If you've not been following along with this series, you'll want to start with this index post, with a list of the foregoing content relative to what's written below.
I can hear what you're thinking. We've created a map that is substantially no different from any other urban map we might find online. That's not right. All that writing and thinking and explaining, and what the hell is this?
Thankfully, this is not the end. For this post, I wanted to start with base outlay of the town, to help explain how we're going to add depth to it. The reader will remember that we divided the town into three groups: the fisher folk, the hunters and those who found themselves in the orbit of the shaman. In this series, I haven't explained shamanism; for the present, I'll leave it to the wiki.
In reality, the division of labor is simple, but not so simple as that. I had also said there was leather to be tanned, primitive weapons and other tools to be made, raw materials to be gathered (firewood, sapling wands for fencing, peat, fresh water, reeds and more), enclosures to be maintained and boats to be repaired or built. We know the fisherfolk are near the water; and that the hunters are settled in the outside circle of the village, against the forest, but what can we do to make sense of this ... mess? How does this become an adventure?
Okay, let's step back. There is one matter I have not brought up, which would seem pertinent to the map above. Who lives in Stavanger. Each rural enclave that we explored was dominated by a single clan; where is the single clan that occupies Stavanger?
I'd argue, there isn't one. In the mere 20 years of this Stavanger's existence, members of the other clans have walked or paddled their way into Stavanger. They came as warriors, as marriage partners, as petitioners, as impoverished, as people looking for a better life, as slaves and tribute, or just to see what was there. And stayed. So the answer to the question is all of the clans are represented in Stavanger.
But not to the same amount! Some clans-people came in small numbers; some dominate the town. The clans from the sea make up the fisher folk that are here; the hunters come from the south and from Haugaland. The chief himself is a member of the clan of Sauga. Let's look at the map again ... and this time, I'll add the clan names, with the size of the name denoting their importance in Stavanger:
|Let me stress that the handicrafts and occupations on the map are not trade references; these are subsistence|
pursuits, needed to keep the residents alive and well. References refer only to things produced in enough
abundance for trade.
This gives us a lot to work with. The four principle clans, Harald, Sauda, Osthus and Orre, represent the four parts of Rogaland: west, north, south and center. The Osthus are fishers and boatmakers, but they live on the lake (Breiavatnet) and not the sea (called Vagen, or "bay"). The Orre are toolmakers and hunters. The Harald are fisher folk, and dominate the long house. And finally the Sauda are hunters and the chief clan.
The Verda and Randa clans are hunters, and somewhat important; the Sand, who are tanners, also have some sway. Erfjord is hardly represented here; they are toolmakers; perhaps weaponmakers and perhaps also boat makers. The Vormed, too, are unimportant. They are hunters and tanners. The Skudea are fishers, but on the wrong side of the mud flats ... but still, it is only a few hundred yards from their boats. Finally, the Loda are fishers, too.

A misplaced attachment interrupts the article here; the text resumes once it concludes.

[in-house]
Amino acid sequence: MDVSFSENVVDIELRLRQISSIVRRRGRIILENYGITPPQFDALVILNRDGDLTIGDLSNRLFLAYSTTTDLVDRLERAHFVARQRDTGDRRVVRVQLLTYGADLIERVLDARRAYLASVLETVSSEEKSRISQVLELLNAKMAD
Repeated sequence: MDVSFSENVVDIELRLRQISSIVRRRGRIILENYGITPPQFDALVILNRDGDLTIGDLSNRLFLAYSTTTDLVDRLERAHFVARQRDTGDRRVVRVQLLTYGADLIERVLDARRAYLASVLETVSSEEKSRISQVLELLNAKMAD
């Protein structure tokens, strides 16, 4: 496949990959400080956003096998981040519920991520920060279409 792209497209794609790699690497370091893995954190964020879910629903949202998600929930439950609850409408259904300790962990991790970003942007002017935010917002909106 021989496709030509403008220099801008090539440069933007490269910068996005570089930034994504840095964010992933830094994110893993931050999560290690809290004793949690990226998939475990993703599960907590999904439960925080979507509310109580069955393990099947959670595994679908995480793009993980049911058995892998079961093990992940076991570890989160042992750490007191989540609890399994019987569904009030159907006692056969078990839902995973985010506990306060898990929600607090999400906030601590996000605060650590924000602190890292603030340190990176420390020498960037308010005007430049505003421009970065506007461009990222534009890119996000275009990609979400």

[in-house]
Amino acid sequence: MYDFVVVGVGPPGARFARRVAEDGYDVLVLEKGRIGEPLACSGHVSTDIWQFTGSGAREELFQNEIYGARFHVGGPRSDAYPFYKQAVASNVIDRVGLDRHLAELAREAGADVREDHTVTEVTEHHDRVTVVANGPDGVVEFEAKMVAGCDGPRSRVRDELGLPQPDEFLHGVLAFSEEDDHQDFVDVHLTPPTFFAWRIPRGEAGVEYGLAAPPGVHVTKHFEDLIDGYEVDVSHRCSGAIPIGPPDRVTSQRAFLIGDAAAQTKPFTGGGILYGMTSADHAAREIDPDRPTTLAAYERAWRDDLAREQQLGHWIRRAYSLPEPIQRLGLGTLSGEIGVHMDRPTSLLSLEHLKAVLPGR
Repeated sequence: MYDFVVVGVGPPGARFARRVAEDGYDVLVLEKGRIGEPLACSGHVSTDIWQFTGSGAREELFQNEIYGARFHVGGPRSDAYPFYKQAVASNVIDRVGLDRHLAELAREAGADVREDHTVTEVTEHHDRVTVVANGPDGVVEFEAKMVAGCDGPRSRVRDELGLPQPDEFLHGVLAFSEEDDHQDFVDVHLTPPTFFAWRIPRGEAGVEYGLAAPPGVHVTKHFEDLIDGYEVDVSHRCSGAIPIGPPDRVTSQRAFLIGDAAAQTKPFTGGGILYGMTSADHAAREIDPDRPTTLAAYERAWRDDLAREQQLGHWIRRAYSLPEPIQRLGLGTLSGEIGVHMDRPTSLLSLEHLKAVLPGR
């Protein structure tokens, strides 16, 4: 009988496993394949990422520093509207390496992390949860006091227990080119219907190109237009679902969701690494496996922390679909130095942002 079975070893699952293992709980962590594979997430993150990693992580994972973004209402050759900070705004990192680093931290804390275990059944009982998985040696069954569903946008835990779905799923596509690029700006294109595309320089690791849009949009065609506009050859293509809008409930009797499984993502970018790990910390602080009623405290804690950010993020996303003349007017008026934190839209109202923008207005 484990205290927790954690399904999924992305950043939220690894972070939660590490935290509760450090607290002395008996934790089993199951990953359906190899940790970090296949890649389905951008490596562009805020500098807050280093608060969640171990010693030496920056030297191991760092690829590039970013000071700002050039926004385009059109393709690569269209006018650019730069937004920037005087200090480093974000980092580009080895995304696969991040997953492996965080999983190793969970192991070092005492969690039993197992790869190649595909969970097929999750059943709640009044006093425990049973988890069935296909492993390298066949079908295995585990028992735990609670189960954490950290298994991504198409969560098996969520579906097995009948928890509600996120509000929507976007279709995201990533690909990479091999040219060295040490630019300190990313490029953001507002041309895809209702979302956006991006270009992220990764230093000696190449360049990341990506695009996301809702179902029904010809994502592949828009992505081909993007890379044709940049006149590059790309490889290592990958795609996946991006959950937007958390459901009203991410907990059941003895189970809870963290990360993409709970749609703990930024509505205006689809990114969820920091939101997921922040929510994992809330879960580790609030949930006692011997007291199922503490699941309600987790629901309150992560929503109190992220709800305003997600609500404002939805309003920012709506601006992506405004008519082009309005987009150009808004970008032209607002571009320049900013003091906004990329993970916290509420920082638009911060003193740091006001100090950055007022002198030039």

Now compare the groups with each other. Orre and Verda, remember, are adjacent clans in the south; here, they settle far away from each other. Perhaps they are relatively unfriendly? And the Skudea, despite being from the coastal grouping of the Loda, the Harald and the Osthus, are utterly isolated. The Sand stand apart from the Sauda, though they are adjacent clans in Haugaland; and the Sand support the Vormed, and to some degree the Erfjord. Perhaps this helps explain the politics of Haugaland?
Or is it that Haugaland clans have settled in a way that enables them to control both sides of the village?
This helps a lot. For one thing, we can set ourselves to giving personalities to whole clans, rather than struggle with five hundred individuals. Not that everyone in a clan is the same, but we can use some generalizations to help establish the base personality of a group of inhabitants. Which parts of the village are friendly? Which clan is most likely to approach a stranger with a greeting or with a weapon? Which is the most diplomatic, or energetic, or indomitable?
Is there a pecking order? Who pays tribute to whom? Do the clans intermarry? And if so, who has the chieftain married? Who has married the chieftain's sister? We have plenty of opportunity for making a mistake and stepping on the wrong toes, if we're not careful.
This does not, however, actually create an adventure. And we have all these blocks to define: not just those containing houses, either. The hex 0204 could, if we want, be a potential block. Who knows what's out there in the bushes, just a hundred yards away?
This is something we can take up with our next post.
Been a lot of crickets out there this week; and hey, I don't mind, I'm certainly challenging a lot of stereotypes and bringing mounds of ideas and information into the conversation. It would be hard to address that without already having been part of the conversation.
I will remind the reader, however, of when I asked if you could please spread what you're reading and liking to other people. Post this series on reddit. Mention it, with as little fanfare as you like, on a bulletin board. Wave it, hash tag it, write it to a game writer on twitter. Help a new person see it.